So then I tell them ‘no you can’t’ and then we start a can-can’t-can-can’t conversation. I know this because neighbors are with BT and they are even slower than me. I’m with Zen.
So both times I have asked BT to put it in writing to be told it’s a telephone offer.

No! We live in London and we’re not laughing! BT Infinity is at our local exchange – less than a mile away but it isn’t considered cost effective to bring the fibre optic cable to our ‘green box’ and then into our homes. Virgin supplies most of street with fibre optic so BT has obviously decided to ignore the rest of us who have been promised faster and ‘whole house’ broadband for years! Even the sales team are resigned to the complaints of once-patient customers and just offer a reduction on line rental or tv/broadband package, What way is that to do business.

Lynn Marsden says:
11 June 2015

I left BT many years ago after they lied about my telephone line and bills and would never consider them again. My Son tried to connect with them back in January, got a bad service and rapidly cancelled and moved to Sky who did a good job and so far supply his needs well.

Lynn Marsden says:
11 June 2015

I have learnt the hard way to never ever believe what BT say and would never use them again and tell others not too, where possible.

Lynn Marsden says:
11 June 2015

Bt are sadly notorious for trying to get out of any of their offers whether written, advertised on television or over the telephone, as my Son found out in January 2015.

Granville Powell says:
11 June 2015

This is the same in our village as well in South Norfolk: people JUST TELL LIES and have no shame in doing it. Written down speeds should be in the contract and then we can SUE if it fails to happen..its the only way to beat liars!!!

Lynn Marsden says:
12 June 2015

Most of us cannot afford to sue so that would be a pointless idea to promote.

Good news and a step in the right direction.

Well done to Richard Lloyd and the Team at WHICH thank you and to Sharon White for Ofcom finally listening to our cries and stopping these frankly fraudsters – up to 7 Mbs – never ever where I live just outside London, more like 0.35 where can’t even download emails on BT !!!!!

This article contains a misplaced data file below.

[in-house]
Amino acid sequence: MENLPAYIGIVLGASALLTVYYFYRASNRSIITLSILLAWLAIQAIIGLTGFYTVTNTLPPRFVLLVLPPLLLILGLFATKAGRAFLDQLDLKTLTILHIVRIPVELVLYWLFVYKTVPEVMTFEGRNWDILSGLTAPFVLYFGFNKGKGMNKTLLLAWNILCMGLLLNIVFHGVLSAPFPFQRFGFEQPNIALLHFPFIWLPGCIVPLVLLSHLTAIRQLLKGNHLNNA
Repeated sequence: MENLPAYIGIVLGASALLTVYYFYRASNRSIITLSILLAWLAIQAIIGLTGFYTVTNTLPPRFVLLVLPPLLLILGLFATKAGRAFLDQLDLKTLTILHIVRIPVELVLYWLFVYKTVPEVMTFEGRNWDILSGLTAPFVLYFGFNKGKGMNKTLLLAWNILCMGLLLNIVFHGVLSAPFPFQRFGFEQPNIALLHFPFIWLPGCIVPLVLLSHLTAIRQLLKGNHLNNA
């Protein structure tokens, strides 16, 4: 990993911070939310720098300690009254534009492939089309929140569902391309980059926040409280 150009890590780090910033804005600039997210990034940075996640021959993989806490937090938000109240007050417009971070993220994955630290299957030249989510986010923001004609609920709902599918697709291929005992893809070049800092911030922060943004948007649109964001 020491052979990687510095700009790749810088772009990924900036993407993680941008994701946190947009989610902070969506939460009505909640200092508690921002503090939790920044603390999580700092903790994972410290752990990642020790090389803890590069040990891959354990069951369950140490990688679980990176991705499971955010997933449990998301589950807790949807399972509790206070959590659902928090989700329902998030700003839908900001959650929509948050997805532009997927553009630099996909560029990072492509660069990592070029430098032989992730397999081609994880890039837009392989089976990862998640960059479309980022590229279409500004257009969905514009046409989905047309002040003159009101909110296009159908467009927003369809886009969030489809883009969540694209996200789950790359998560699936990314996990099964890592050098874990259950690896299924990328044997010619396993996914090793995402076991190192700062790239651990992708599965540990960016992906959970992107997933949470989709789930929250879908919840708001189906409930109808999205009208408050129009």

We have BT-Broadband in Kent…very unhappy with the poor service.
Also they, BT, have started ‘DOUBLE Billing’.
They are charging us Twice for the same service on their invoices.
Their Customer services are useless at sorting this problem out.
BT now owe us many months of refunds.
Has anyone else had these problems?

Lynn Marsden says:
11 June 2015

They tried the double billing stint out on my Son, when he was a new customer and he cancelled the business with them and gave it to Sky instead.

Stew says:
11 June 2015

Great result! Finally someone has woken up to the fact that there is a lot more to transparency and truth!!

Vishal says:
11 June 2015

I have Virgin Broadband in Bexleyheath. It is meant to be 156MB which I pay for, but I do not get even 70MB. We need to be able to cancel our contract without any charge if we do not get the service we pay for. This should be seen as breach of contract!

Granville Powell says:
11 June 2015

YES: 70 MB and we can not even get 0.5Mbps on a regular basis with TalkTalk…I am in tears

Mick says:
11 June 2015

I live rural and speed and continuity is the bain of my life.
I have been with Plusnet for about 2 year and there is no improvement on the speed or continuity that I received from the previous provider.
I get the clear impression that I am in an area where technically there are problems maintaining a supply.
It would be some consolation of a reduction of subscription was on offer cor rubbish service but approaches to plusnet are glibly rebuffed.
I am not changing providers as I’m convinced it will be same old same old.

Sadly for those living rurally, unless BT (or AN other) upgrade the infrastructure,as you rightly state then it does not matter who supplies the service.